Maybe running a few Outhouse Races would bring them down to earth.

– Larry Woody can be reached at lwoody@racintoday.com

| Senior Writer, RacinToday.com Tuesday, April 6 2010


  • Tammy Brewington says:

    Working in racing PR I can honestly say it’s a tough sell to get drivers to cooperate. It should be an equal partnership between the tracks and participants, but it rarely works out that way anymore.

  • lydia says:

    I think the biggest difference when putting the IRL and NASCAR drivers side by side…is the length of their seasons. Do we forget the IRL only has about 18 races..where as NASCAR is 36 plus? We ALWAYS want more from the boys…and for some reason we feel they only work “weekends” and have tons of “free” time. It just ain’t so people. I think there is a lot more going on then meets the eye..if you look on the teams websites you will see appearances and events they are attending and sponsors to make happy…and when they get to the track they have the media to answer to (hey..just ask Stewart!). But they do have to work…and I believe most of them manage a day or two at the shop during the week..and spend time traveling to and from tracks….. So let’s not try and take all their time..and let’s not try and blame the whoas of the tracks on the drivers… I think for most drivers when they get to the track it’s all about business..not about clowning around or dancing jigs to the satisfaction of the public. I like my driver to do his “talking” on the track…I could care less if he can race an outhouse.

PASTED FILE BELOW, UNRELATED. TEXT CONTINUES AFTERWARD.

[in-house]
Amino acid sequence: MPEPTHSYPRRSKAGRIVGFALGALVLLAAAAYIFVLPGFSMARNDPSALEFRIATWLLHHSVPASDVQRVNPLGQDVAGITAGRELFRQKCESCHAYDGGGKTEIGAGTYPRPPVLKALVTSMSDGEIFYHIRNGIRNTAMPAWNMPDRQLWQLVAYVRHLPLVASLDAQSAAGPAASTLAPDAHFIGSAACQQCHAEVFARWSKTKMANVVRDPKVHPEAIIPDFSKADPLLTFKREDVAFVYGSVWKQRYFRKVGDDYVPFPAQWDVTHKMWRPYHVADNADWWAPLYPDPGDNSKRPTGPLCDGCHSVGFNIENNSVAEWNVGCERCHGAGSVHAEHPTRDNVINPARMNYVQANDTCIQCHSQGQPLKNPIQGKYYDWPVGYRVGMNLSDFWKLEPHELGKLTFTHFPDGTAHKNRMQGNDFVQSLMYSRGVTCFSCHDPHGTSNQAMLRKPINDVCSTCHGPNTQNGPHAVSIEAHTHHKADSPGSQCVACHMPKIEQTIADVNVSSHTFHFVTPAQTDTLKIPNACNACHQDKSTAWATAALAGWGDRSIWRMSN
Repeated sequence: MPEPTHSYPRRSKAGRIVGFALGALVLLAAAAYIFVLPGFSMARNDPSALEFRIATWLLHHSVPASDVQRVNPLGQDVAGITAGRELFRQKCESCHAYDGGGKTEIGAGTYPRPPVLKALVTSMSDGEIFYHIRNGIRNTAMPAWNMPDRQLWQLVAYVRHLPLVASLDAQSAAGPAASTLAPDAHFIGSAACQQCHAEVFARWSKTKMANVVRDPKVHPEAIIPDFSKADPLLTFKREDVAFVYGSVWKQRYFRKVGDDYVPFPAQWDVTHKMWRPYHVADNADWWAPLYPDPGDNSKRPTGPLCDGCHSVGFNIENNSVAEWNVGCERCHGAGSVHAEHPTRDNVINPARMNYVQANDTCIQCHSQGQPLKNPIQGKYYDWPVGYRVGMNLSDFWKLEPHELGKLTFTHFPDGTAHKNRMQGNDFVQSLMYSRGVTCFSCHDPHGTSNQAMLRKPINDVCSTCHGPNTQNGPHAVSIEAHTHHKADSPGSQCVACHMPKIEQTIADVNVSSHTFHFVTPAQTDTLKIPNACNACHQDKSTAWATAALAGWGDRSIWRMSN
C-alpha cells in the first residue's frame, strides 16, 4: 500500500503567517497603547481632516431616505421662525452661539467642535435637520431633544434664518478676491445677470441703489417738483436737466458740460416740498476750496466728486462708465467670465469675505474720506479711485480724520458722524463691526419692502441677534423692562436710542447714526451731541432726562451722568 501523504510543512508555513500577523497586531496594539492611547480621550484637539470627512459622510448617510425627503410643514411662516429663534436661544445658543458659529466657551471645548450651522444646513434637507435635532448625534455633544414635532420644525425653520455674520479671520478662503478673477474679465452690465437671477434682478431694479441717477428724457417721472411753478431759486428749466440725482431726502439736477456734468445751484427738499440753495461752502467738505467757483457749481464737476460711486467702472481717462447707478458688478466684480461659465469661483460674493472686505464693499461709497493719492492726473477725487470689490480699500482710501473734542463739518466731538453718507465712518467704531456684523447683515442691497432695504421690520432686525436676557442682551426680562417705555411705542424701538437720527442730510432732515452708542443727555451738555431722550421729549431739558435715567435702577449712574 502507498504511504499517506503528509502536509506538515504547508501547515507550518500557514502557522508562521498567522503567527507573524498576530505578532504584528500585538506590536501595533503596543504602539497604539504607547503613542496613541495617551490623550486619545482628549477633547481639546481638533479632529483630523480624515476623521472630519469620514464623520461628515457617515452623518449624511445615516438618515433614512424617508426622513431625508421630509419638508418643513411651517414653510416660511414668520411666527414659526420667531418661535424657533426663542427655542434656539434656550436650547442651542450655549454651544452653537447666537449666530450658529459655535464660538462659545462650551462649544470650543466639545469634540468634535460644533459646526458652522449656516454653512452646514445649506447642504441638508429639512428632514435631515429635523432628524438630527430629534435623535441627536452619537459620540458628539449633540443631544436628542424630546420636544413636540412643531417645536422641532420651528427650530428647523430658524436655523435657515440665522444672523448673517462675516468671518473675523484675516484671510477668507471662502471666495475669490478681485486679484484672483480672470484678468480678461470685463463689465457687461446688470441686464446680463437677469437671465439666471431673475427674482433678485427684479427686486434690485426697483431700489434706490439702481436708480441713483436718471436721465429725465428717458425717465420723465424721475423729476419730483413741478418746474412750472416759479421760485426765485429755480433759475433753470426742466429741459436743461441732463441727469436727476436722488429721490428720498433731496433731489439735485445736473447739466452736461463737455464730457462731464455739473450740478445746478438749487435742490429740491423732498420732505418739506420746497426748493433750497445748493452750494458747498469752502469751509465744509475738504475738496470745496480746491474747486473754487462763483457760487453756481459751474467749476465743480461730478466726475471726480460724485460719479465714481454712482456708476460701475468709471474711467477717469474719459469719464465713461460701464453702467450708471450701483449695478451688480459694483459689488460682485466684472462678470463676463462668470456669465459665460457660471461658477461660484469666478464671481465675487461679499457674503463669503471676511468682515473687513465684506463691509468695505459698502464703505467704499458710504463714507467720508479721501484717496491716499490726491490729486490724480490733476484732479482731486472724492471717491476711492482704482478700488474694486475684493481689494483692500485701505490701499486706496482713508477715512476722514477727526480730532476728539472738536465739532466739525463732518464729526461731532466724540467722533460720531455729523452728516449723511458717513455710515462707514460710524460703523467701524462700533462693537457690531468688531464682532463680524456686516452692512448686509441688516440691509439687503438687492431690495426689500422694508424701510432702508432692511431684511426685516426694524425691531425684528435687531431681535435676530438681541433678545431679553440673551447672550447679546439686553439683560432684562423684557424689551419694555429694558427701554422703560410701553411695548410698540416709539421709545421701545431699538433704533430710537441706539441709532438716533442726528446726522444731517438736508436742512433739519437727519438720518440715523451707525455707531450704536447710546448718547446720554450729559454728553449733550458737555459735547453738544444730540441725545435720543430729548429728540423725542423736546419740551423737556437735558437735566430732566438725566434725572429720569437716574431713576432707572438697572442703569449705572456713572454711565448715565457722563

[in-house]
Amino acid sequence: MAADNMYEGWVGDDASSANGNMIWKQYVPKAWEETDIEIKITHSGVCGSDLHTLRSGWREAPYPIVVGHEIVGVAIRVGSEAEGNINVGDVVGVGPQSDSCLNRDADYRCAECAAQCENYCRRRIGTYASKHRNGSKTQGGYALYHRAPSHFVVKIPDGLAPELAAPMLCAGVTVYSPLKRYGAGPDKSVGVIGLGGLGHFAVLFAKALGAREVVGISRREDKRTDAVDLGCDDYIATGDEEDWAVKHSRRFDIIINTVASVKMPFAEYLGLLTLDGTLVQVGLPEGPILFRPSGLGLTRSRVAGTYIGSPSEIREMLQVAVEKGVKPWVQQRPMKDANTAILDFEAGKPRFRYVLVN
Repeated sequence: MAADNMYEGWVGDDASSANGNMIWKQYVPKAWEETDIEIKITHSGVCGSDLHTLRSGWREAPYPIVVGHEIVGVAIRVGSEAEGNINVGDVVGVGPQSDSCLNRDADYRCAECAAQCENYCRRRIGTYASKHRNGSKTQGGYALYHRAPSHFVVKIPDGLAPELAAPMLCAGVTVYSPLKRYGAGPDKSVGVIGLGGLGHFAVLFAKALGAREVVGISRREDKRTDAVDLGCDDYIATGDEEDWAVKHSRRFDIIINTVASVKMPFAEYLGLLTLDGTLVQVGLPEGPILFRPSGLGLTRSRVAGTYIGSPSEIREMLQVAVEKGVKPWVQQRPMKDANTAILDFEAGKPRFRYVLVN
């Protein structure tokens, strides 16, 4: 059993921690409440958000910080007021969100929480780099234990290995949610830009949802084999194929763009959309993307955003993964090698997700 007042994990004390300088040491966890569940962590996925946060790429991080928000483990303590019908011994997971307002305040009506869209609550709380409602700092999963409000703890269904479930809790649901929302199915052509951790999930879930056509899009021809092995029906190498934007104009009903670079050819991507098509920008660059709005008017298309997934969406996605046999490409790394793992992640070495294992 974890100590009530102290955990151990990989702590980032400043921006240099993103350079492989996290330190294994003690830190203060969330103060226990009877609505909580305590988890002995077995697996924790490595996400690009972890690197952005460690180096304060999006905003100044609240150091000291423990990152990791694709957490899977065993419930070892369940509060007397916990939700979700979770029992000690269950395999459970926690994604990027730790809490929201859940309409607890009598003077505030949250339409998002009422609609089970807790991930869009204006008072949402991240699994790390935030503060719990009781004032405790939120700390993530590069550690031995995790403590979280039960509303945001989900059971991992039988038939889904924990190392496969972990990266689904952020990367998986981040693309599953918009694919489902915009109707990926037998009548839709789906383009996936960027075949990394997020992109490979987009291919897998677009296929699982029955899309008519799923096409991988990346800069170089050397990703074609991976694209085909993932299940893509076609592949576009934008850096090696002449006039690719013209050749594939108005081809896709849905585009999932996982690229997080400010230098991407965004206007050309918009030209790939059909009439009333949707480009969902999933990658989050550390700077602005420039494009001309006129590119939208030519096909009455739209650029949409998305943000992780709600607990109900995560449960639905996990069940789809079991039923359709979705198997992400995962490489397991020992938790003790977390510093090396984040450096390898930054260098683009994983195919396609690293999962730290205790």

• Richard in N.C. says:

    To be fair I think you should have noted that many drivers, like Tony Stewart, Jeff Gordon, Jimmie Johnson, and others, do donate a good deal of time and money to charitable causes.

  • Tammy Brewington says:

    You’re right Larry. When Sean and I worked for the superspeedway we did some hokey, but fun things that always brought out the media and the fans, and we always had backup from the IRL drivers, but it’s much different with NASCAR. Most of the time we’d have to fight tooth-n-nail to get those drivers to cooperate, to the point we’d have to actually get the corporate people at NASCAR involved. So, it’s not easy getting them to promote their own races. I didn’t understand it then and I don’t understand it now.

    • John says:

      Well, folks, NASCAR star Matt Kenseth is headed to the Dallas-Fort Worth Metroplex (Arlington, actually) today for a bowling lesson with pro Norm Duke. The visit is to promote the upcoming Samsung Mobile 500 at Texas Motor Speedway. Matt flew an American Airlines simulator last time he was involved in a promotion in this market, so I’m not sure what he’ll think of the bowling gig. If he brings his own ball…he’s serious.

      • Paul Kelly says:

        Sturb: Too bad Denny Hamlin’s knee still will be tender when NASCAR comes to the Glen in August. The track could have him go one-on-one against Scoop Jardine or Wes Johnson — if the NCAA would allow it!